China's expansion is not just a matter of cash. Its navy is advancing in maritime zones China considers of strategic interest, either as trade routes with partners or for their oild and gas reserves. One such incursion is in the South China Sea, where China is setting up infrastructure around islands claimed by Vietnam and the Philippines (Spratly and Paracel islands).
The aims of China's investment race include building up a global infrastructure to ease the flow of products to and from China; creating investment opportunities for rapidly growing Chinese companies; and investing currency reserves in more profitable products than public debt.
This redirecting of investments from bonds to the real economy has a strategic impact on U.S.-Chinese ties, as China will cut back on financing the U.S. deficit, and on its exposure to U.S. economic problems.
As China provides more credit, more countries will use the RMB, or yuan, and help make it a truly international currency. China is aiding this trend by piloting free-exchange zones like those in Shanghai.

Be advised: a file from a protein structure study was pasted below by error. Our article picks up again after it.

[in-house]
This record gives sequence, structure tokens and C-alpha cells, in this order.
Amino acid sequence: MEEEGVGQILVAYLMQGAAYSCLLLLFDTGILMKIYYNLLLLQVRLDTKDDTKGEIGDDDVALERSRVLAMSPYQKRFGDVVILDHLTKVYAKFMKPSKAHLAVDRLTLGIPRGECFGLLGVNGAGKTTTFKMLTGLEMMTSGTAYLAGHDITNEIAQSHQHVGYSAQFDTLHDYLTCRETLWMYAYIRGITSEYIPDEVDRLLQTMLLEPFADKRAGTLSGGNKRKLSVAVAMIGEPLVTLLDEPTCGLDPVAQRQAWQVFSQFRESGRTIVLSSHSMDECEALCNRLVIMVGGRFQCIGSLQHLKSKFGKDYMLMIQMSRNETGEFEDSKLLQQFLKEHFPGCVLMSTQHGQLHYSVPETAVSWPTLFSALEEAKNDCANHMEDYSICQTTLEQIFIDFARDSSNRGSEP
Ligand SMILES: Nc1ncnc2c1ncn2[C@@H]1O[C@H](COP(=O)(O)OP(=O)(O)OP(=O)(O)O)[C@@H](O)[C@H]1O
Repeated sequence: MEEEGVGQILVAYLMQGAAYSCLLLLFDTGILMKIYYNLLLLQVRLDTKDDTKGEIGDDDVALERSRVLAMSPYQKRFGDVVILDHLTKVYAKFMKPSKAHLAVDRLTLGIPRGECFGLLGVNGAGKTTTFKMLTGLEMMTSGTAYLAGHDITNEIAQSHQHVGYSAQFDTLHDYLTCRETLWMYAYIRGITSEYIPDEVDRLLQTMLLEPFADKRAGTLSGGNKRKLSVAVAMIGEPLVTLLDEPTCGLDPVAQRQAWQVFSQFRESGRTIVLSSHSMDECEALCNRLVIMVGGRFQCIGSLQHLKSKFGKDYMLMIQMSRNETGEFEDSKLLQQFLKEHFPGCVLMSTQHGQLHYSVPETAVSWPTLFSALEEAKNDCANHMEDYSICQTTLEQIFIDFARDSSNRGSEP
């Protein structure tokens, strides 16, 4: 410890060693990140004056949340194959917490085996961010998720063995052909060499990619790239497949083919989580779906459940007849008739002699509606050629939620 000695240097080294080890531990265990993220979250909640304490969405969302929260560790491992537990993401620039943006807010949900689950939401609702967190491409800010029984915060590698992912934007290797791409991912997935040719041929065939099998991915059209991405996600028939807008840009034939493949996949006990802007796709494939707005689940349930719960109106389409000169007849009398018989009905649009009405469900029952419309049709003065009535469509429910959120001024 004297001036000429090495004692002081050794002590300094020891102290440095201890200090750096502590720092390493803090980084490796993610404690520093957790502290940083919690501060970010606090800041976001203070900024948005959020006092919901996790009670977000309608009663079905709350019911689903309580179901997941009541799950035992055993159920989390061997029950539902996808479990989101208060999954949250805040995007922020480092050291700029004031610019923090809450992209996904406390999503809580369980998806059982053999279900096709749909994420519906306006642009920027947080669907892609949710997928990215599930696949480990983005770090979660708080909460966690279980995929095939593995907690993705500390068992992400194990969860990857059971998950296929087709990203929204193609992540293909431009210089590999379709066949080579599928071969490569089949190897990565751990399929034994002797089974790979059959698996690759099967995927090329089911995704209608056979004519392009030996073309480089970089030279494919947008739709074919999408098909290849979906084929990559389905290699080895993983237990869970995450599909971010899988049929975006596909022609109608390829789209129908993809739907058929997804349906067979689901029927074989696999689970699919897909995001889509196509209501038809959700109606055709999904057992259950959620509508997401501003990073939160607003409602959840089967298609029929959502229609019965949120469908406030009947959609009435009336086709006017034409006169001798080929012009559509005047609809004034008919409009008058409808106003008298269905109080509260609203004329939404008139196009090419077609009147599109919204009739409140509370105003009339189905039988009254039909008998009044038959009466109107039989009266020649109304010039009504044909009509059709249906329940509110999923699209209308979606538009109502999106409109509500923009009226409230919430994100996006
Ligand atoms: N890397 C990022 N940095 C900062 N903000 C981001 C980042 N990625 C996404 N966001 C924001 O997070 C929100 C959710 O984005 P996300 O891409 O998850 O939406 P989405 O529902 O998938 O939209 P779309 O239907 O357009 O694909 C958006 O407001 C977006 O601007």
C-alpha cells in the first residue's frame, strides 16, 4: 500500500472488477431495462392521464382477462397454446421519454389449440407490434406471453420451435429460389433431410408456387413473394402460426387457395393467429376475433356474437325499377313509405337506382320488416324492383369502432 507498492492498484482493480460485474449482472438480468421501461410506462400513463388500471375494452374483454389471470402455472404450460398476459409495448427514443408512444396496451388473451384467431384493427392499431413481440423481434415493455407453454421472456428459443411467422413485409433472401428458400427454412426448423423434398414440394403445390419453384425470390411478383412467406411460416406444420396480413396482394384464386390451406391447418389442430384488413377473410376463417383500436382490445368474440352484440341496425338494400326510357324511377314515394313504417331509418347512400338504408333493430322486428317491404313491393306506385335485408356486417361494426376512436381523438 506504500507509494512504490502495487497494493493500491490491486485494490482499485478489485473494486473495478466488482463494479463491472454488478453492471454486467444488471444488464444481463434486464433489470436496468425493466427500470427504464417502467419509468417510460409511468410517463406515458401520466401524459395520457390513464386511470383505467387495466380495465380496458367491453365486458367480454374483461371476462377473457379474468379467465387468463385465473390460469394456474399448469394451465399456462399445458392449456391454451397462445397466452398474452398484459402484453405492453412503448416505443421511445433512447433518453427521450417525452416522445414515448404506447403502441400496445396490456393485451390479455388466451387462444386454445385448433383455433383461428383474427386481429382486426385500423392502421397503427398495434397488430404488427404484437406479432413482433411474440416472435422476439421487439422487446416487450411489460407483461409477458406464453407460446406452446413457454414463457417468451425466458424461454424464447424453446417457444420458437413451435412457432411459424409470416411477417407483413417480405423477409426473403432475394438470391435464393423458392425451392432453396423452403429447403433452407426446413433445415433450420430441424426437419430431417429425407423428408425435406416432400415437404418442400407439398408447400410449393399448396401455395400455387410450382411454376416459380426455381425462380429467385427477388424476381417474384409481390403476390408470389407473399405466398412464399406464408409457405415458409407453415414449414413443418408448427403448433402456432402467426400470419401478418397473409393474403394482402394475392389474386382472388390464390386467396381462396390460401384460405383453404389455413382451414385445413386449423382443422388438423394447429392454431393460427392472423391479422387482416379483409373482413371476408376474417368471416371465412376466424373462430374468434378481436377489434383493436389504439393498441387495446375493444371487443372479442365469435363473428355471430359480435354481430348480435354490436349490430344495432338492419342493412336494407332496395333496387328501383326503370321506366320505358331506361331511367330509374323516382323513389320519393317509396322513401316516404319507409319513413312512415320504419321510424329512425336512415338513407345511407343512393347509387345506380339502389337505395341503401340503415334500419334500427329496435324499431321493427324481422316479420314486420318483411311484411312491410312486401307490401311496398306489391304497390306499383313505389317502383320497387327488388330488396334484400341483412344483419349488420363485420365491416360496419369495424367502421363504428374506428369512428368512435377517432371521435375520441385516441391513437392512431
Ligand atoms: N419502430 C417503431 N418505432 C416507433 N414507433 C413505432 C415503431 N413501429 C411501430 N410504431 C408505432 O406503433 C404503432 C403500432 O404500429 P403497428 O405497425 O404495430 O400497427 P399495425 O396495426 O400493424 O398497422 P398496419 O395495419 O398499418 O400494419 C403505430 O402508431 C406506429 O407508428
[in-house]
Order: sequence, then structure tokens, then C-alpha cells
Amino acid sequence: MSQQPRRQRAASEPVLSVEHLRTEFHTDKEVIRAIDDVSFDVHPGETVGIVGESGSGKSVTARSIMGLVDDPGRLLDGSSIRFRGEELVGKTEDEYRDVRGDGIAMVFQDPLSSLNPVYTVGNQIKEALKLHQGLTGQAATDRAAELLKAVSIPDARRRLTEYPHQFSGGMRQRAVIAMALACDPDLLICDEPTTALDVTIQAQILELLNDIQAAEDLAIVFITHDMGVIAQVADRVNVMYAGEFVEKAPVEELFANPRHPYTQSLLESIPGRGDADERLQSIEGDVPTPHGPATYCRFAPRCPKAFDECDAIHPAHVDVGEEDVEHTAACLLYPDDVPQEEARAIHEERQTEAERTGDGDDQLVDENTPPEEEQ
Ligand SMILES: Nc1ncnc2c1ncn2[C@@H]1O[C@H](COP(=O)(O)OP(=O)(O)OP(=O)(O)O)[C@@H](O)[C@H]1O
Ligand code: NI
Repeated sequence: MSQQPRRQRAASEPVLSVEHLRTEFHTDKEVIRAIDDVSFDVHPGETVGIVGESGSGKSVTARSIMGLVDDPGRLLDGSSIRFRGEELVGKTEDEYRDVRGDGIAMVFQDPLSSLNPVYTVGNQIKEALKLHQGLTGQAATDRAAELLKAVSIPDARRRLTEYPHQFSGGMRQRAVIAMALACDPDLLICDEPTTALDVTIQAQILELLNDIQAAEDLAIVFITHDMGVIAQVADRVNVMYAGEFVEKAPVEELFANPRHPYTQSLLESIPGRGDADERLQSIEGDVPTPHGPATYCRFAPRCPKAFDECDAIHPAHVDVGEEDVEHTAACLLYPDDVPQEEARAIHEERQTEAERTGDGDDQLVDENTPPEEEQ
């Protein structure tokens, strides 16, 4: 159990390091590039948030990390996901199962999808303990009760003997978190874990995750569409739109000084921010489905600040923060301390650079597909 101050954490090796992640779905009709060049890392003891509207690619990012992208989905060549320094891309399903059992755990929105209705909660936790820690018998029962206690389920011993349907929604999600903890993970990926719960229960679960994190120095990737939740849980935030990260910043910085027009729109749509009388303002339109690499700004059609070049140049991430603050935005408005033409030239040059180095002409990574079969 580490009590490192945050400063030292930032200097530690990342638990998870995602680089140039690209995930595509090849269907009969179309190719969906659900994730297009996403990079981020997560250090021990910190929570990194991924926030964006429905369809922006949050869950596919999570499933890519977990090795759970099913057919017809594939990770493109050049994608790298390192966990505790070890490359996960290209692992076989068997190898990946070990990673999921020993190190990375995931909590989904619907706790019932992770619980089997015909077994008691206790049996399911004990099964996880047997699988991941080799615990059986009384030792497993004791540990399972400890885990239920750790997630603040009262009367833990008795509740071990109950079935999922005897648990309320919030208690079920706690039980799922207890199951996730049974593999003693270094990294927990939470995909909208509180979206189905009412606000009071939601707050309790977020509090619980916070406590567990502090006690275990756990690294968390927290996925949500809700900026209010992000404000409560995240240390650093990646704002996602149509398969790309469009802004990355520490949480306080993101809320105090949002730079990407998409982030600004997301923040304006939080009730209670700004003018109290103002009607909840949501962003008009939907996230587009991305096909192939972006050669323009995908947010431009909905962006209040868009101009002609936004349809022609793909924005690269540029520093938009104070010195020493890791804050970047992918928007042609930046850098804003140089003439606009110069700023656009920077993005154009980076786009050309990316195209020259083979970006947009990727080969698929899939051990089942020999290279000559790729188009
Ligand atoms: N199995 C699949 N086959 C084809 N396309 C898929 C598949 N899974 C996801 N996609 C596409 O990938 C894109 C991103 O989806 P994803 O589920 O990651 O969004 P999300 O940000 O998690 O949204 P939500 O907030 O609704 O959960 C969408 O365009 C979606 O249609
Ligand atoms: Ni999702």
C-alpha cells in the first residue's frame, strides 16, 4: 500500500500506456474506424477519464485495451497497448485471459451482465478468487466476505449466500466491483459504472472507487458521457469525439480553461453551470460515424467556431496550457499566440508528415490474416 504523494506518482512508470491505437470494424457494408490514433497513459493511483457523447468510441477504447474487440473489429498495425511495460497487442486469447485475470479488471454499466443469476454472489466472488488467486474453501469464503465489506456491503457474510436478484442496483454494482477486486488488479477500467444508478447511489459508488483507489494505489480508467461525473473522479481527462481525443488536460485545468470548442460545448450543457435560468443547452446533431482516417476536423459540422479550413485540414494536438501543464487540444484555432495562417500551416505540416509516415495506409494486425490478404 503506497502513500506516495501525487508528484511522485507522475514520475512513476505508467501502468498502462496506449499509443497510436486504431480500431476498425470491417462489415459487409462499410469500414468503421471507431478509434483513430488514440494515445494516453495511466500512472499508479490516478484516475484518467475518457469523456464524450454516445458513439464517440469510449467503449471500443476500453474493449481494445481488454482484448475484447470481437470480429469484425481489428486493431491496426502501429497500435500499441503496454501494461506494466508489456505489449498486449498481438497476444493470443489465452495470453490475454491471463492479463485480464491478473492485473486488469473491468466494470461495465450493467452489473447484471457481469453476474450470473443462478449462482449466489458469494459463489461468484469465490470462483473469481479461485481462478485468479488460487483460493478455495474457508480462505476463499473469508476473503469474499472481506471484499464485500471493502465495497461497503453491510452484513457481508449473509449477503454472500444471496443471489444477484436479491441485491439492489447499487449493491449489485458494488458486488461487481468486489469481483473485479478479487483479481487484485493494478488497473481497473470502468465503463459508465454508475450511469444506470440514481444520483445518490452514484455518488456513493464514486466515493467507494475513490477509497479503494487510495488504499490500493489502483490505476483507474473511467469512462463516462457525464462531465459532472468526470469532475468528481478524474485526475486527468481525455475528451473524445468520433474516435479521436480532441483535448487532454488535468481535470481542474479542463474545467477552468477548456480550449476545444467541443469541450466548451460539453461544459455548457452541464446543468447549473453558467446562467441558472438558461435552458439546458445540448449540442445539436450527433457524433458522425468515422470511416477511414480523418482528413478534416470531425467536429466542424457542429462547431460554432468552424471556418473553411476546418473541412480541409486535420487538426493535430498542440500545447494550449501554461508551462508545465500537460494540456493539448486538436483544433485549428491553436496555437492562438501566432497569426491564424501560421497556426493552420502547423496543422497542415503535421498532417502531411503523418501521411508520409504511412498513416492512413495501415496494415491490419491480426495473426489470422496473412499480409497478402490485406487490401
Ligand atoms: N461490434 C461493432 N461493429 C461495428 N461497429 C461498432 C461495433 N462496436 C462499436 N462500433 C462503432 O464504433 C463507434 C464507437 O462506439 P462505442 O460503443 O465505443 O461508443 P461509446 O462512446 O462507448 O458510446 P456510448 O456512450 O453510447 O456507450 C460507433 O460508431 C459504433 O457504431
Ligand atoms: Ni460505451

Infrastructure projects will also contribute to developing China's more backward interior regions, and help reduce migration to cities. Already in developed coastal zones, overpopulation and slower economic growth are fueling social tensions.
The U.S. and its allies are following these developments with real concern, as evidenced by President Barack Obama's trip to Asia, where he promoted the Trans-Pacific Partnership (TPP), a trade liberalization pact that would include U.S. allies in Asia and elsewhere in the Pacific zone but exclude China. The formation of antagonistic trading blocks, nevertheless, seems unlikely given that many U.S. partners are enmeshed in other pacts with China. An example is the Regional Comprehensive Economic Partnership, a free-trade project including China, all Association of Southeast Asian Nations (ASEAN) members, along with Australia and Japan, both solid U.S. allies.
The overlapping of so many pacts and interests shows the increasing complexity and fluidity both of economic opportunities and of strategic challenges and rivalries.
Crunching the numbers of South Korea's personal and household debt offers a glimpse into what drives the win-or-die plot of the Netflix hit produced in the Asian country.
SEOUL — The South Korean series Squid Game has become the most viewed series on Netflix, watched by over 111 million viewers and counting. It has also generated a wave of debate online and off about its provocative message about contemporary life.
The plot follows the story of a desperate man in debt, who receives a mysterious invitation to play a game in which the contestants gamble their lives on six childhood games, with the winner awarded a prize of 45.6 billion won ($38 million)... while the losers face death.